In another legal setback for the Obama Administration, a federal appeals court panel has refused to lift an injunction against the President's executive actions on immigration, leaving on hold plans that would allow some 4-5 million people in the U.S. illegally to stay and avoid deportation.
“The separation of powers and checks and balances remain the law of the land, and this decision is a victory for those committed to preserving the rule of law in America,” said Ken Paxton, the Attorney General of the state of Texas, who has led the legal charge against the President's immigration changes.
The ruling came from a three judge panel of the Fifth Circuit Court of Appeals in New Orleans, which ruled 2-1 that the legal proceedings should continue before the President's immigration plans are implemented.
"The United States has not demonstrated that it “will be irreparably injured absent a stay,"" the court's majority wrote, siding with 26 states which have sued to block the immigration changes laid out by the President last November.
"In summary, the United States has not made a strong showing that it is likely to succeed on the merits," the ruling by Fifth Circuit judges Jerry Smith and Jennifer Walker Elrod stated.
Back on March 12, the Obama Administration had asked the Fifth Circuit to end the injunction, in order to allow the new immigration plans to go forward; a federal judge had delayed those plans with an injunction issued on February 17.
In a dissent, Judge Stephen Higginson labeled the lawsuit "political" and said the states simply do not have the power to challenge how the federal government deals with immigration.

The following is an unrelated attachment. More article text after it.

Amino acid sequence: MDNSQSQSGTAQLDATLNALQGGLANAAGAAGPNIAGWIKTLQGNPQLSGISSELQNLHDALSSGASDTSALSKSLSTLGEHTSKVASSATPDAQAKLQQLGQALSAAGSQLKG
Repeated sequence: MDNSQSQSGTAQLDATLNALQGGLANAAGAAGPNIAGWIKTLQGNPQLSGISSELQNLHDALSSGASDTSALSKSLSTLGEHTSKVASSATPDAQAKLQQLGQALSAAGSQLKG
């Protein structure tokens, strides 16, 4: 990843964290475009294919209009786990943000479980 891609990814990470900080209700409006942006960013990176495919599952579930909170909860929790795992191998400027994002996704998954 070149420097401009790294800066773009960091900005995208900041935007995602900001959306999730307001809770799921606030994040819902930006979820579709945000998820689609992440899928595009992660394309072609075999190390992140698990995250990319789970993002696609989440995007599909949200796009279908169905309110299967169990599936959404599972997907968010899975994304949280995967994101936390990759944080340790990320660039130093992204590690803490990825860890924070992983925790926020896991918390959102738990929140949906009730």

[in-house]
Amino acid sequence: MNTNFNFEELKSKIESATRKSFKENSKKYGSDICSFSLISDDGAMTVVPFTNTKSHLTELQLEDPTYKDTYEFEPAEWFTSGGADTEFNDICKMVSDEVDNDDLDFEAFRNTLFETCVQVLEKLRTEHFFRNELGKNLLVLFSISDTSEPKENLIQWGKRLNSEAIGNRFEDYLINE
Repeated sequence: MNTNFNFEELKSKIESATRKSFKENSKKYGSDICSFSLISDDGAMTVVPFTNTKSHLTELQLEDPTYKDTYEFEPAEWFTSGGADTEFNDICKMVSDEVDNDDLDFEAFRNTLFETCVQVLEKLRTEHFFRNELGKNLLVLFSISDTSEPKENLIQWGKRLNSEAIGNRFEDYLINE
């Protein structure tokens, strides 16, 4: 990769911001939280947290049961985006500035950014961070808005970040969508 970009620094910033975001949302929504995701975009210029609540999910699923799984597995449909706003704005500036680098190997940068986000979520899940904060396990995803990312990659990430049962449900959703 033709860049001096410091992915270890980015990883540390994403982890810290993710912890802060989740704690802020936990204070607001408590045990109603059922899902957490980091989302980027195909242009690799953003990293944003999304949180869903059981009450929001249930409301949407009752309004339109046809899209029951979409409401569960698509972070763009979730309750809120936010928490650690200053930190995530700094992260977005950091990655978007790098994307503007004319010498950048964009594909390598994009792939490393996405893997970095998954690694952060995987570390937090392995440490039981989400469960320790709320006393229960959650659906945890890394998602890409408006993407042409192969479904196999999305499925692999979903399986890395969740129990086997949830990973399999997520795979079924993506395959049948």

"I would hold that the underlying issue presented to us — the order in
which non-citizens without documentation must be removed from the United States — must be decided, presently is being decided, and always has been decided, by the federal political branches," Higginson wrote.
It was not immediately clear if the Justice Department would appeal.
The Obama Administration would have two options on appeal on the issue of trying to gain a "stay" on the injunction against the President's executive actions - either to the full Fifth Circuit, or directly to the U.S. Supreme Court.
This is a separate legal battle over the main issue, which is where 26 states charge the President has overstepped his constitutional powers by moving ahead with these immigration actions, which would allow many in the U.S. illegally to stay for several years without fear of being deported.
"The true test will be on the merits of the case," said Cornell University Law School professor Stephen Yale-Loehr.
"That could be a few years down the road, after a trial," he added.
That kind of time line would not be good news for President Obama, as his time in office runs out in less than two years.
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